Tips to Minimize Back and Neck Pain

Back pain causes misery to millions each year. But by changing just a few bad habits we can protect our backs for the future and ease the agony
some of us are already suffering. The most common way that people injure their backs is by lifting something awkwardly. It doesn’t have to be a heavy object – twisting your spine reaching for something light can be just as harmful. When lifting, make sure your thighs take the strain, not your back. Bend your knees, keep your back straight, hold the object close to you stand up slowly. Don’t carry heavy bags on one shoulder – wear a backpack or hold the bag in front of you instead.

Sitting in the same position for a long time can also play havoc with your spine – especially if you don’t sit properly. Make sure you’ve got a decent chair with good lower-back support. Sit up straight, preferably with your seat tilted slightly downwards so your knees are lower than your hips. Hold your stomach in to support your back, put both feet on the floor and never cross your legs! Good posture is just as important when you’re upright Standing awkwardly or slouching around puts a lot of pressure on the lower back. Keep your shoulders down and relaxed, neck long and your back slightly curved. Don’t stick your bottom out and hollow and your back holding your stomach in will help prevent this. It can take a while to change bad posture to good, but stretching exercises will help. Back pain is very common during pregnancy because women tend to lean backwards to look balance their weight, which in turn, curves the lower back. This can get worse after the birth when carrying your baby adds even more strain. Gentle exercise during your pregnancy can help to prevent problems.

Even in bed, your posture is important. Lie on your back or side and avoid too many pillows, which twist your neck and back. Your mattress should be firm and well-sprung, but not too hard so it’s uncomfortable. A sagging mattress will bend your back, causing stiffness and aching.
Slouching on a comfy sofa is equally bad news for backs. The worst are the very low sofas where your bottom is below your knees while you’re sitting down. Tucking your knees by your side can over-extend your hip bone and twist your spine. Choose a higher, firmer sofa where you can sit upright.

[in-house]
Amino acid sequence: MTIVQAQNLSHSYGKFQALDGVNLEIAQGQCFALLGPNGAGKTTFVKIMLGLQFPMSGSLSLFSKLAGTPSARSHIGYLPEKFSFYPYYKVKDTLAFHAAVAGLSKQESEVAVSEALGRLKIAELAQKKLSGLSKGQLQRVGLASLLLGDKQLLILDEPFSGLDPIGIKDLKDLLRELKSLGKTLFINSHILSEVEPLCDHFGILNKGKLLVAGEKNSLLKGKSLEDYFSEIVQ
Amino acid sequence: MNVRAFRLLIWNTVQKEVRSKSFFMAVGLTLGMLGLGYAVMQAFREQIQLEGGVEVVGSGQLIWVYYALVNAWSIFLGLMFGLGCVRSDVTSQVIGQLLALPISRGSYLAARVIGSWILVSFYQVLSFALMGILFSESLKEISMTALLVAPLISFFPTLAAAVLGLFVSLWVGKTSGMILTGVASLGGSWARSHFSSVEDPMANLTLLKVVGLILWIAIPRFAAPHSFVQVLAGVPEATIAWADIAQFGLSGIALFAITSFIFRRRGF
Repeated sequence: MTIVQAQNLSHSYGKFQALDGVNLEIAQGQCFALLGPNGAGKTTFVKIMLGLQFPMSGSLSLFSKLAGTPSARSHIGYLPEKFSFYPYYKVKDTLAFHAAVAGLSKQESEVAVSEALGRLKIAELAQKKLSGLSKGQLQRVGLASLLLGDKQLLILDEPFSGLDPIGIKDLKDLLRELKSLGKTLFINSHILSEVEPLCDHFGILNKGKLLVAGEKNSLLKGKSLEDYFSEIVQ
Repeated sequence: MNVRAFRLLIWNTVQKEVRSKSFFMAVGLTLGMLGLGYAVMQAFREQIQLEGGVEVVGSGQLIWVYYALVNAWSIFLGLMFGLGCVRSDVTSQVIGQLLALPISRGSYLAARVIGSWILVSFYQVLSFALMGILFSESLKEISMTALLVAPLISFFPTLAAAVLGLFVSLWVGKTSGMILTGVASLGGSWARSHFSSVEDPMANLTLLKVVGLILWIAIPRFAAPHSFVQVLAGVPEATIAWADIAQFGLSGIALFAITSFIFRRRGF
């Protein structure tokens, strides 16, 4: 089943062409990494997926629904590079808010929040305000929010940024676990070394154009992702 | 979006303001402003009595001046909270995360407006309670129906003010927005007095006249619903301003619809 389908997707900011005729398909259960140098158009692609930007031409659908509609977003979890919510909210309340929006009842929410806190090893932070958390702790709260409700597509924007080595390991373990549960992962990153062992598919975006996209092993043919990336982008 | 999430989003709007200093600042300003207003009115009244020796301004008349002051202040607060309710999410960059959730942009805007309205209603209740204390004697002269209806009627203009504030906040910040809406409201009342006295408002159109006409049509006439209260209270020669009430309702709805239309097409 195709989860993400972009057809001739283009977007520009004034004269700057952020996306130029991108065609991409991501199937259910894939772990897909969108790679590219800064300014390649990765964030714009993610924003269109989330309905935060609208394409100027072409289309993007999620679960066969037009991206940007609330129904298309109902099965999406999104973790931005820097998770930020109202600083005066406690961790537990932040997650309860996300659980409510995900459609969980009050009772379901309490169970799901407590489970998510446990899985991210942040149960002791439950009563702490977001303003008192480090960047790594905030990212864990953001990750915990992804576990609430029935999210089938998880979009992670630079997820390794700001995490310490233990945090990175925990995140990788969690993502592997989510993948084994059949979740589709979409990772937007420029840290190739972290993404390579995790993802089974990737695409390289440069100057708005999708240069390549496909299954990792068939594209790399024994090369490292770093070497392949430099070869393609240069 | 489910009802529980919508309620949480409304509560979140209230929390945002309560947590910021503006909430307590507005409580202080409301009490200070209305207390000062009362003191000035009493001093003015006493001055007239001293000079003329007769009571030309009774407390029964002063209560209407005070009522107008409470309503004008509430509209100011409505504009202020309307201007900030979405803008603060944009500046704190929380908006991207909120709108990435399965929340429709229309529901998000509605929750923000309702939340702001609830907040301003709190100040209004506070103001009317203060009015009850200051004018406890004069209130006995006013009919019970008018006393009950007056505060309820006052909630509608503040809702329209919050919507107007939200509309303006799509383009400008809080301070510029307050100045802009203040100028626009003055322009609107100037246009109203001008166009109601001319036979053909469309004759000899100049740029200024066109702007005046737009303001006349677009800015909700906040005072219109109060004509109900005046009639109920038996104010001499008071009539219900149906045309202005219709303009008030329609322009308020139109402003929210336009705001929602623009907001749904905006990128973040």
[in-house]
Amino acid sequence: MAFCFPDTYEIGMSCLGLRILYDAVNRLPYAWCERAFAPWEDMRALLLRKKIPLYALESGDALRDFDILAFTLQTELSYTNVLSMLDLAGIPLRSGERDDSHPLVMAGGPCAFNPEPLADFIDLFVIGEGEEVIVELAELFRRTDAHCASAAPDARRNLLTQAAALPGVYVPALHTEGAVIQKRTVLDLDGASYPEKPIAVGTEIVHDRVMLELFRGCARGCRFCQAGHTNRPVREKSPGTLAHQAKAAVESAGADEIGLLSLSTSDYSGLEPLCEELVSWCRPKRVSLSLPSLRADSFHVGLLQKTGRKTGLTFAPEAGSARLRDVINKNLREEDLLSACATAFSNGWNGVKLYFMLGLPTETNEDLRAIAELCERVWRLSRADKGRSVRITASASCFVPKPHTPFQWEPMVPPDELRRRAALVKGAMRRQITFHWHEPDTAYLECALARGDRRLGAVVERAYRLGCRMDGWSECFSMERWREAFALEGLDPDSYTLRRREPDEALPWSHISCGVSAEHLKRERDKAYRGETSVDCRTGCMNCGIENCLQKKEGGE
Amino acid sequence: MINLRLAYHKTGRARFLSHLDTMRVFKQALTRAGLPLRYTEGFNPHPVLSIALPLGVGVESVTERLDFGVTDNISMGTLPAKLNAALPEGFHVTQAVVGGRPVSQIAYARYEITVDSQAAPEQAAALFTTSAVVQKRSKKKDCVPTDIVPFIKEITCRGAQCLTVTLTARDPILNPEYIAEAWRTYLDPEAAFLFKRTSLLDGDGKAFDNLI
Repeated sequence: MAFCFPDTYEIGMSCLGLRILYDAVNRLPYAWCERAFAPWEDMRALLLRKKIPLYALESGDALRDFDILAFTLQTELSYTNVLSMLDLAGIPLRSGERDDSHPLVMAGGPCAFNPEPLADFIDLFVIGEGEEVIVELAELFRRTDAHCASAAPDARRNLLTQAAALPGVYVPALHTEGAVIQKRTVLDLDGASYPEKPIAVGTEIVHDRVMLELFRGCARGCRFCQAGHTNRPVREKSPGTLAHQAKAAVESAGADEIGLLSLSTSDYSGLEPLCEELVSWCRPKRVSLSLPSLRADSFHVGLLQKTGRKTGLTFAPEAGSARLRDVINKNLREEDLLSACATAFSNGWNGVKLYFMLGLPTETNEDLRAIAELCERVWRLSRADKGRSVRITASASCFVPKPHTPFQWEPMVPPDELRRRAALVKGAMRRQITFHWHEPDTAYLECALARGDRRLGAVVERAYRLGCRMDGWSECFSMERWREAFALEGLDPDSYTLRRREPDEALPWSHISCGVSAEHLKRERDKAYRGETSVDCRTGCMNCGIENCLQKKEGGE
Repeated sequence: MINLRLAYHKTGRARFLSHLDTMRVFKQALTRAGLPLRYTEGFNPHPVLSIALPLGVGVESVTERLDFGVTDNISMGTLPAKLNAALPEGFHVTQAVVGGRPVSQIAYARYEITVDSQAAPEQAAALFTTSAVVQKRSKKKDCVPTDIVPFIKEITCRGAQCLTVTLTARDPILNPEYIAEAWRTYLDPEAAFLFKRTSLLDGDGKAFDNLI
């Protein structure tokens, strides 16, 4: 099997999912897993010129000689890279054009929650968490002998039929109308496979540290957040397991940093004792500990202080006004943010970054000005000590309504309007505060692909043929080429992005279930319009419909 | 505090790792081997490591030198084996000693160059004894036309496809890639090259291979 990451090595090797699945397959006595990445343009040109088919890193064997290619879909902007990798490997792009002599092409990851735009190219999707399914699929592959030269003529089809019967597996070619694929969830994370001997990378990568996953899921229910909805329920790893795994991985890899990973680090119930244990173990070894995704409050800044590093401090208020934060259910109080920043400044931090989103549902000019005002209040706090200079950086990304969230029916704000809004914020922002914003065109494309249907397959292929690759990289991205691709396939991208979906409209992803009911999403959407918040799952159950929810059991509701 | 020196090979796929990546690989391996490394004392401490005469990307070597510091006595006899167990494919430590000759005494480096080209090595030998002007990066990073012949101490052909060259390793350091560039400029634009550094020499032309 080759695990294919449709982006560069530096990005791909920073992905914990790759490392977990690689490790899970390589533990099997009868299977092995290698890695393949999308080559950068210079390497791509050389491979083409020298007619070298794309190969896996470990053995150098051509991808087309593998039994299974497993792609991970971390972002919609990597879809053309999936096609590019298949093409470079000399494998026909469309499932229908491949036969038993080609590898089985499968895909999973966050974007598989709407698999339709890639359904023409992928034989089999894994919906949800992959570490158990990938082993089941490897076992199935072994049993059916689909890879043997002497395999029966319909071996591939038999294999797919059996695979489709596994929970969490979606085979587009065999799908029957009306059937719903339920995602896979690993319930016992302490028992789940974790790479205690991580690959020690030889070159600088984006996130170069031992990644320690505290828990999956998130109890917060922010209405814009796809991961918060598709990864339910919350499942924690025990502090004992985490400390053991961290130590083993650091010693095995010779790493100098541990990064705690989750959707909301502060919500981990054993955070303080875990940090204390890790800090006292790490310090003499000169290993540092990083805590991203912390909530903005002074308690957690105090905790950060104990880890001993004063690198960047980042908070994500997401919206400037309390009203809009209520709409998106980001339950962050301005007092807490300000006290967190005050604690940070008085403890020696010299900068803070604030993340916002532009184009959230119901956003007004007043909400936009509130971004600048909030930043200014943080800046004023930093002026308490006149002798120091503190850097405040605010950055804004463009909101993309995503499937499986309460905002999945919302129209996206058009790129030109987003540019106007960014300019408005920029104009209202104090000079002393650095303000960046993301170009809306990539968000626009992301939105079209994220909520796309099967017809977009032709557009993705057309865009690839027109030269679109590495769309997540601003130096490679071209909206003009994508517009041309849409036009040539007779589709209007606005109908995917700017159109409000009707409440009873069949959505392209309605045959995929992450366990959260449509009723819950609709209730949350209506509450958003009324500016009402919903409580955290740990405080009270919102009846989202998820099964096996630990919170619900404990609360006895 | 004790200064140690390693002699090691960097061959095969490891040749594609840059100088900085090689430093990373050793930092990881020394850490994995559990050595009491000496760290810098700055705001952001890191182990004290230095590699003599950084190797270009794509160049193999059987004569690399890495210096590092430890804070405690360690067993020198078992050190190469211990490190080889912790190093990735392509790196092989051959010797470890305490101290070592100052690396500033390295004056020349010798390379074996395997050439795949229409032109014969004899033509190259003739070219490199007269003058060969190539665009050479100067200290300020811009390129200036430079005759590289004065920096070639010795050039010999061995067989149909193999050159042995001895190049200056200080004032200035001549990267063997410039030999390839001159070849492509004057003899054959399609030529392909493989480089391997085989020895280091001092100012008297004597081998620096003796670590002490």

If you already suffer from back pain, don’t wear high heels. They force your lower body forwards and your upper body to arch, which puts stress on your back. Also avoid shoes with leather soles as they send shockwaves through your skeleton. Cushioned soles or shock-absorbing insoles will prevent this problem.
Now you’ve made sure you’re not doing anything to cause your backache – go on the offensive! Exercise helps prevent back pain by strengthening your spine muscles. Concentrate on exercises for your back and stomach muscles. If you’ve already got back problems, don’t be afraid of gentle exercise. A recent study showed that after eight exercise classes with a physiotherapist, patients with back pain noticed a significant improvement in their symptoms.

Case History: “My neck and back hurt all the time” Sara Donman, 43, from Ascot, Berkshire. The first time I injured my neck was when I was working as a nurse and I foolishly lifted a patient by myself.

I heard my neck click and, that evening, it went into agonizing spasms. I had physiotherapy, but for the first few weeks I could hardly move. Fortunately I was well enough to get married seven weeks later but I never went back to nursing because of the injury to my neck.

When I got pregnant a year after Clive and I married, my lower back became very painful. I was told this was because of my neck injury and had physiotherapy again. I had three more children and my back problems got worse with each pregnancy. Acupuncture helped for a while, and I tried yoga but it wasn’t right for me and I was in agony.

Three years ago Clive and I started our own marketing business. Now I have to sit at a desk all day and my back was hurting all the time. My homeopath, who I see for other reasons, recommended I see a therapist, Paul Masureik, who practices a brand-new technique that originated in South Africa called Body Stress Release. At my first appointment I lay on my front, fully clothed on a mattress. Paul ran his hands over my vertebrae and gently stimulated the muscles by stroking and pressing them. It was the gentlest, most pain-free treatment I’d ever had but I felt much better after the first session. My neck felt freer and I had more energy.

Each session lasts about 40 minutes and, at first, I went every few days, but now I go about once a month. I’m fine now but I still go because the treatment is so relaxing! I was always wary of my back before and couldn’t do any vigorous exercise. Now I can go to aerobics without worrying, so I’m much fitter.